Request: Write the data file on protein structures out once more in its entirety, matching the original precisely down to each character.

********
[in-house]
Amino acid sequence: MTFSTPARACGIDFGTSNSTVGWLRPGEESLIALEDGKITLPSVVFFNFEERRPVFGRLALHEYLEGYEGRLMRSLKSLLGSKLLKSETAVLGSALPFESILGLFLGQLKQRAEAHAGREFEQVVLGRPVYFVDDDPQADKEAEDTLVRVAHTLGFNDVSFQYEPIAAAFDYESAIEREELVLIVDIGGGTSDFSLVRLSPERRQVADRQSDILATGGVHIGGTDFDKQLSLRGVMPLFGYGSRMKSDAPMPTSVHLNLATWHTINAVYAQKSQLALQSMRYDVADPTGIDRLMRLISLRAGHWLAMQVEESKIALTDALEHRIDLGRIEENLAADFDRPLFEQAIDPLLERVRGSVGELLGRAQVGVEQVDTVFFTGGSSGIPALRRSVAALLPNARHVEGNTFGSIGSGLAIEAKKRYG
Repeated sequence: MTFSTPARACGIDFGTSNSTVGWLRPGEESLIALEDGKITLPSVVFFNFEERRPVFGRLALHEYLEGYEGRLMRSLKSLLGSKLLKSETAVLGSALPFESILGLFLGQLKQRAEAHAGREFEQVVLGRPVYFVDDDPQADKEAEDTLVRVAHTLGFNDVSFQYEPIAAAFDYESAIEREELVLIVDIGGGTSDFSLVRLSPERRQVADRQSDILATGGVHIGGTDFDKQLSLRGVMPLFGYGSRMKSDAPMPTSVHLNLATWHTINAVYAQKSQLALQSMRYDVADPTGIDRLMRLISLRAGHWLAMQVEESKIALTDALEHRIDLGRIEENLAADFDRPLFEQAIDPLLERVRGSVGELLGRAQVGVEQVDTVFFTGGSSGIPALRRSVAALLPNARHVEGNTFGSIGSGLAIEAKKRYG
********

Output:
[in-house]
Amino acid sequence: MTFSTPARACGIDFGTSNSTVGWLRPGEESLIALEDGKITLPSVVFFNFEERRPVFGRLALHEYLEGYEGRLMRSLKSLLGSKLLKSETAVLGSALPFESILGLFLGQLKQRAEAHAGREFEQVVLGRPVYFVDDDPQADKEAEDTLVRVAHTLGFNDVSFQYEPIAAAFDYESAIEREELVLIVDIGGGTSDFSLVRLSPERRQVADRQSDILATGGVHIGGTDFDKQLSLRGVMPLFGYGSRMKSDAPMPTSVHLNLATWHTINAVYAQKSQLALQSMRYDVADPTGIDRLMRLISLRAGHWLAMQVEESKIALTDALEHRIDLGRIEENLAADFDRPLFEQAIDPLLERVRGSVGELLGRAQVGVEQVDTVFFTGGSSGIPALRRSVAALLPNARHVEGNTFGSIGSGLAIEAKKRYG
Repeated sequence: MTFSTPARACGIDFGTSNSTVGWLRPGEESLIALEDGKITLPSVVFFNFEERRPVFGRLALHEYLEGYEGRLMRSLKSLLGSKLLKSETAVLGSALPFESILGLFLGQLKQRAEAHAGREFEQVVLGRPVYFVDDDPQADKEAEDTLVRVAHTLGFNDVSFQYEPIAAAFDYESAIEREELVLIVDIGGGTSDFSLVRLSPERRQVADRQSDILATGGVHIGGTDFDKQLSLRGVMPLFGYGSRMKSDAPMPTSVHLNLATWHTINAVYAQKSQLALQSMRYDVADPTGIDRLMRLISLRAGHWLAMQVEESKIALTDALEHRIDLGRIEENLAADFDRPLFEQAIDPLLERVRGSVGELLGRAQVGVEQVDTVFFTGGSSGIPALRRSVAALLPNARHVEGNTFGSIGSGLAIEAKKRYG